Is it easier to go to the states as a visitor, then apply for work permit? 4 Answers as of January 16, 2011

I am an American in Ireland, married to an Irish man for 10 years, if we were to move to the States, which would be the easier way to go about it? Should we go over for holidays and then stay and start the process of getting a work permit from there or should we start the process while living in ireland? Should I go over first and get a job and get settled in? My friend did it from Ireland and found it to be a very painful process. Also, so I have sent another email asking about my husband driving license situation as he has a drink driving offense on his record, was doing really well for two years. Then a friend died and he had one bad day and is now up for another hearing. He may be banned again so it will be the second time, how will this affect his chances and can he get a license?

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Carlos E. Sandoval, P.A.
Carlos E. Sandoval, P.A. | Carlos Sandoval
You can petition from over there, or come here and petition from the United States and do an adjustment of status. Normally the second is easier. The driving problem should not make him inadmissible to the US.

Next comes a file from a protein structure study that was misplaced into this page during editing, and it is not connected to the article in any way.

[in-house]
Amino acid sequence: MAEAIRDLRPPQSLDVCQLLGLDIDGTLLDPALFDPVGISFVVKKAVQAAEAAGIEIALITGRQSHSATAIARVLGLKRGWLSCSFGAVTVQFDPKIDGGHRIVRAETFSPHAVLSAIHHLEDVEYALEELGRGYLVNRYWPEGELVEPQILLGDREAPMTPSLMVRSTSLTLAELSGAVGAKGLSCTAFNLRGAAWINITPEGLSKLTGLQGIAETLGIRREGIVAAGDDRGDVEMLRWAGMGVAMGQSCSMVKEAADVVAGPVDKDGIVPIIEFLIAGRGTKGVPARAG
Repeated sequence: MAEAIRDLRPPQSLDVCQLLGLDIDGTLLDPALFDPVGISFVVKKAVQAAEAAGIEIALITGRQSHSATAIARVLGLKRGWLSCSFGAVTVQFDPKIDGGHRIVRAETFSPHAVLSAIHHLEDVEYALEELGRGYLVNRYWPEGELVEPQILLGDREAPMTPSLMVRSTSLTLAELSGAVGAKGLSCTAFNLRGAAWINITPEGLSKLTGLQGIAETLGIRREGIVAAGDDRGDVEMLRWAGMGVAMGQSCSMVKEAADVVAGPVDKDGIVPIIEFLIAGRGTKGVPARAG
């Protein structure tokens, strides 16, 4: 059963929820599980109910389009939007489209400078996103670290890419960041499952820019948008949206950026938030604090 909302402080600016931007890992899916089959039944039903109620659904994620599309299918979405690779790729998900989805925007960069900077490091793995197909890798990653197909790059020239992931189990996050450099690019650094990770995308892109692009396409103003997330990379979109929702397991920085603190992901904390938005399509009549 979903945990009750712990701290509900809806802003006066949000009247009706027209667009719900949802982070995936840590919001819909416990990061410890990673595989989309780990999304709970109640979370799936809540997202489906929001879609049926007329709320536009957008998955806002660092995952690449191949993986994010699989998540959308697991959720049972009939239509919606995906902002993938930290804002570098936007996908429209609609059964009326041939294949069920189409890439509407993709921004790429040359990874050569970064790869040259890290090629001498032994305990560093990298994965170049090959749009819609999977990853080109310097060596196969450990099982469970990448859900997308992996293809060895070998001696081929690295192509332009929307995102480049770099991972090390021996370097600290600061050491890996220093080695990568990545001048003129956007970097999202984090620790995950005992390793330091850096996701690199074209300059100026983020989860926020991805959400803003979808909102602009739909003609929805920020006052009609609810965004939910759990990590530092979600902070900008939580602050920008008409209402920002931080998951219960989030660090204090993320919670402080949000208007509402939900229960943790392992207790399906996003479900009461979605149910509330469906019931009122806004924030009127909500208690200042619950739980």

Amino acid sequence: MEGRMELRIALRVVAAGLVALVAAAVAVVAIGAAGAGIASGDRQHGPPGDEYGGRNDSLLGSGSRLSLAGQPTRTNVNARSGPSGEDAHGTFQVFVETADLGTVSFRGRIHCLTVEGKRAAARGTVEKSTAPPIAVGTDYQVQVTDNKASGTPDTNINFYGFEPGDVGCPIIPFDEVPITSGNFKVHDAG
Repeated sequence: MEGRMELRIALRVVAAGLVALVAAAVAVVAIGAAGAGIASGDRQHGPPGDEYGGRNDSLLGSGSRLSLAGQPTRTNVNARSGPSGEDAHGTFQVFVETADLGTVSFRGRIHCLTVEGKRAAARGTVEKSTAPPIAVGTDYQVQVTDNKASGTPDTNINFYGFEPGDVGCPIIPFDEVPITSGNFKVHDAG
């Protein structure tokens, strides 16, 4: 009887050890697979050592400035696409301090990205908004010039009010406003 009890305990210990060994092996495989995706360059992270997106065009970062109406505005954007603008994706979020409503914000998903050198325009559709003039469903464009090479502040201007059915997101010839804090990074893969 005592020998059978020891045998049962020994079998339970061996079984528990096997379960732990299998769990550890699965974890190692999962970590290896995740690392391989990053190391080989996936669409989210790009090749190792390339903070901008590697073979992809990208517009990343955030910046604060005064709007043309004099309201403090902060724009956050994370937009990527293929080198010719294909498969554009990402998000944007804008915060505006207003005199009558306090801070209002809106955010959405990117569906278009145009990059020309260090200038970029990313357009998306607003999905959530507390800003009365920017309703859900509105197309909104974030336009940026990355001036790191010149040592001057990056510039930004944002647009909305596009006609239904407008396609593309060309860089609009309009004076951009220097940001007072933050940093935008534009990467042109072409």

Answer Applies to: Florida
Replied: 1/16/2011
Feldman Feldman & Associates, PC
Feldman Feldman & Associates, PC | Lynne Feldman
Processing his greencard application overseas would be less expensive, but would take much longer and he wouldnt be allowed to come to the US while its being processed. If you and he do come for vacations and decide to stay he could adjust status here and apply for a work card and travel permit while the case is pending. Hed have to be able to go without working for about 3-4 months though since thats how long it can take to get the work card. In terms of his drunk driving offenses, if he has two drunk driving convictions they may force him to wait a number of years before he is allowed to get a green card. It may be better in that case for him to adjust in the US as the officers here are more lenient than overseas.
Answer Applies to: California
Replied: 12/29/2010
Marie Michaud Attorney At Law
Marie Michaud Attorney At Law | Marie Michaud
First, come to the US to settle in, get a job, establish domicile. Then start the process for him while he waits abroad. File I-130, then consular processing. Your husband should get an immigrant visa. This visa will be processed as a green card upon his entry into the US. He can work and live int he US with the green card (legal permanency status).
Answer Applies to: California
Replied: 12/29/2010
The Vega Law Firm
The Vega Law Firm | Linda Vega
Ireland takes part in the Visa Waiver program. This allows a visitor to come to the U.S. for three months and then return to their country without much problem. The Waiver can be an obstacle for someone who is adjusting in the U.S. because they must return to their own country for an interview for their an adjustment of status.

A non-immigrant visa such as a B1-B2 allows you to adjust in the U.S. without having to leave the U.S.

Where is the court hearing? And was he involved in the death of his friend? Please write or call our offices for further assistance.
Answer Applies to: Texas
Replied: 12/29/2010
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